which is syntactic sugar to be declaring the Fusion Map and its associated tags:

struct connectionIdTag {};
struct dbApplIdTag {};

typedef boost::fusion::map<
    std::pair<connectionIdTag, int>,
    std::pair<dbApplIdTag, int>,
    ...
    > AttributesType;
AttributesType _attributes;

Then, any operation that need be applied on the attributes can be built simply with:

// 1. A predicate:
struct Predicate {
    template <typename T, typename U>
    void operator()(std::pair<T, U> const&) const { ... }
};

// 2. The for_each function
for_each(_attributes, Predicate());
share|improve this answer
    
@MatthieM: Di would prefer an external solution, into which I paste the struct and press generate and then copy back the generated operator code. Most of the structs I want to output are in external libraries. –  Christopher Oezbek May 8 '12 at 14:44
    
@ChristopherOezbek: I do not know of any "integrated" tool for this (too specialized I think), but if you don't want to pay for DMS (Ira's answer), then I suggest you get interested in the Clang project. With libclang you can parse C++ files and then operate on the AST. You can ask specific questions on the clang dev mail list. –  Matthieu M. May 8 '12 at 14:53
    
@MatthieM: Thanks! Boost::Fusion looks interested for another project of mine! –  Christopher Oezbek May 8 '12 at 14:55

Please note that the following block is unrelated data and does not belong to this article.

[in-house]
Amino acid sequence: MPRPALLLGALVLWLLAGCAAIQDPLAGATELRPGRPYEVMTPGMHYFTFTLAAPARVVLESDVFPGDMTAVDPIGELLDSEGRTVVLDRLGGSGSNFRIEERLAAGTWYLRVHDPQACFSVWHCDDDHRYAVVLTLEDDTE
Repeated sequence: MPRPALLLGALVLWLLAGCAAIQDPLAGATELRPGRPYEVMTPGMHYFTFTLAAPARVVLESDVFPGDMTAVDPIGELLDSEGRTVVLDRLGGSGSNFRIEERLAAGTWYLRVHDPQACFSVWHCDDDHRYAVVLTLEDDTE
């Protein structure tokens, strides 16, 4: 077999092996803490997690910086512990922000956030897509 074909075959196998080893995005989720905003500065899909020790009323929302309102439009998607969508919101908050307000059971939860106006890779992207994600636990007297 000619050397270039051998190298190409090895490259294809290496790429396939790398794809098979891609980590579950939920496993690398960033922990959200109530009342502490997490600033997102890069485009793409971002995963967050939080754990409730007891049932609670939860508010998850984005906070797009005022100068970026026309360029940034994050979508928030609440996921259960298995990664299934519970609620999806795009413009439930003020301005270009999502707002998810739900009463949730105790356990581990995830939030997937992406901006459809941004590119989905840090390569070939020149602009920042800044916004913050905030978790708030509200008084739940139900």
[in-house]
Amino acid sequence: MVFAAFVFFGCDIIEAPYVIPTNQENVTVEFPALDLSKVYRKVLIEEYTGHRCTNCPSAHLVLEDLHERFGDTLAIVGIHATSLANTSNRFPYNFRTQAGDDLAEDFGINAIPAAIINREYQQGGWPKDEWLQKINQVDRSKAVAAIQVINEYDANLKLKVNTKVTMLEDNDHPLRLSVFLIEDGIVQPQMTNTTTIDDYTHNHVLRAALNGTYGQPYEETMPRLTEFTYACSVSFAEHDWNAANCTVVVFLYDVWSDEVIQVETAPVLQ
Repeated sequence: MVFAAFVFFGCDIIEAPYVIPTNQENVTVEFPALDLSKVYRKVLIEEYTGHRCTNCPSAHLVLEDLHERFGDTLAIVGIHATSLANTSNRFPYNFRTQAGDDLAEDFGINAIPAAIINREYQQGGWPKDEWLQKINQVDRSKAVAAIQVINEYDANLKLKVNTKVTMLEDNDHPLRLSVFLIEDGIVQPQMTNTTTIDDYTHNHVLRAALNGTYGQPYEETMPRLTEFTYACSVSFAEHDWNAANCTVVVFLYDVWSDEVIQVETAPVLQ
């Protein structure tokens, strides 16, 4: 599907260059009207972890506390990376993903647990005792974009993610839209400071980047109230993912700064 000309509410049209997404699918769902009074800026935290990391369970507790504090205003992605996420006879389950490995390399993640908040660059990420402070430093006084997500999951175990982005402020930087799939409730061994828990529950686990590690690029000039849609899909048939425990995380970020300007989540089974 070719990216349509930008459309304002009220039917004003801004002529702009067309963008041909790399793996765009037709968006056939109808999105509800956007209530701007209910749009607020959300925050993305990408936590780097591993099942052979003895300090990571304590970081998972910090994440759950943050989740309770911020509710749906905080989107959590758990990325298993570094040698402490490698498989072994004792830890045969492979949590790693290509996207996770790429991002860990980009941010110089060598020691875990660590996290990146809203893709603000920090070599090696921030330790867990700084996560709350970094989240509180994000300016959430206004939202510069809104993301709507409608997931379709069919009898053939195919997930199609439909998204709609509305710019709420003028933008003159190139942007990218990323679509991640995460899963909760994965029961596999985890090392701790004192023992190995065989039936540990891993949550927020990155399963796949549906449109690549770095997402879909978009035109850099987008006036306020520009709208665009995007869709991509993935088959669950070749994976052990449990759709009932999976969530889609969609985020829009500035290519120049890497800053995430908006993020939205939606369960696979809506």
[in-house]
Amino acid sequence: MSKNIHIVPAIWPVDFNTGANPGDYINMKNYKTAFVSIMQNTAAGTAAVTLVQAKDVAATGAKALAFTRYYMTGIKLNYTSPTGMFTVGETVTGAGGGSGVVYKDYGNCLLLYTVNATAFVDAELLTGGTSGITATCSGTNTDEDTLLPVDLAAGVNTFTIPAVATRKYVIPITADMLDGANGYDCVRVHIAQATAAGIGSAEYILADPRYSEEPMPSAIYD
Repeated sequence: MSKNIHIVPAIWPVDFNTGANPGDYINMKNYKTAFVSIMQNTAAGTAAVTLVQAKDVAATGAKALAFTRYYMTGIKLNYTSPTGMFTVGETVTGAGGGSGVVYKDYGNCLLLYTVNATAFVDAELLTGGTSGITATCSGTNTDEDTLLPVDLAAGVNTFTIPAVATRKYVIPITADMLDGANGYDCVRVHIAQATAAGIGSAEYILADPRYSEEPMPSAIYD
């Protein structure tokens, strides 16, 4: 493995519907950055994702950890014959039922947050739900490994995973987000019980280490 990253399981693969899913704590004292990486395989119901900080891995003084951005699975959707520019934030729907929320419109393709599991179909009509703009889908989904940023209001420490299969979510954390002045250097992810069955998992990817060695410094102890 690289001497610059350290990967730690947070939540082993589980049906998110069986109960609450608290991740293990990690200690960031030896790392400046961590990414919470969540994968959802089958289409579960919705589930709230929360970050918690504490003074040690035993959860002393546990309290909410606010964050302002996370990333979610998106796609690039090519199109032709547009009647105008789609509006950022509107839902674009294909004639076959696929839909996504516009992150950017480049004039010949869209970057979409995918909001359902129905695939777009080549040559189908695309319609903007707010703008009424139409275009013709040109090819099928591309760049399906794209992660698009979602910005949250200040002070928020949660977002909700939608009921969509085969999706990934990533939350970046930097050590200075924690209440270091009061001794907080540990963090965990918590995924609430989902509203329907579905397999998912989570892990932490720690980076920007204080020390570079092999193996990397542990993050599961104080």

I did understand your question in two ways.

If you want to generate automatic state report of your program I suggest you to check Boost.Serialization. However it will not generate the code at compile-time as a first step or for inspiration. The code below will help you to generate xml or txt files that you can read after.

typedef struct ReqCntrlT    /* Request control record */
{
  int             connectionID;
  int             dbApplID;
  char            appDescr[MAX_APPDSCR];
  int             reqID;
  int         resubmitFlag;
  unsigned int    resubmitNo;
  char            VCIver[MAX_VCIVER];
  int             loginID;

    template<class Archive>
    void serialize(Archive & ar, const unsigned int version)
    {
        ar & connectionID;
        ar & reqID;
        ...
    }
}   ReqCntrlT;

See the tutorial for more detail : http://www.boost.org/doc/libs/1_49_0/libs/serialization/doc/index.html

If you are only trying to "write" the code by just giving parameters name. Then you should give a look to regular expressions in python or perl for example. Main default of this solution is that you are "offline" of your structure i.e. have to run it every time you change something.

Benoit.

share|improve this answer
    
the main problem is that I don't want to write the serialize method myself, as it is boring and tedious work. Since all the structs I want to output are simple, I want to autogenerate the serialize() or operator<<() code. –  Christopher Oezbek May 8 '12 at 13:08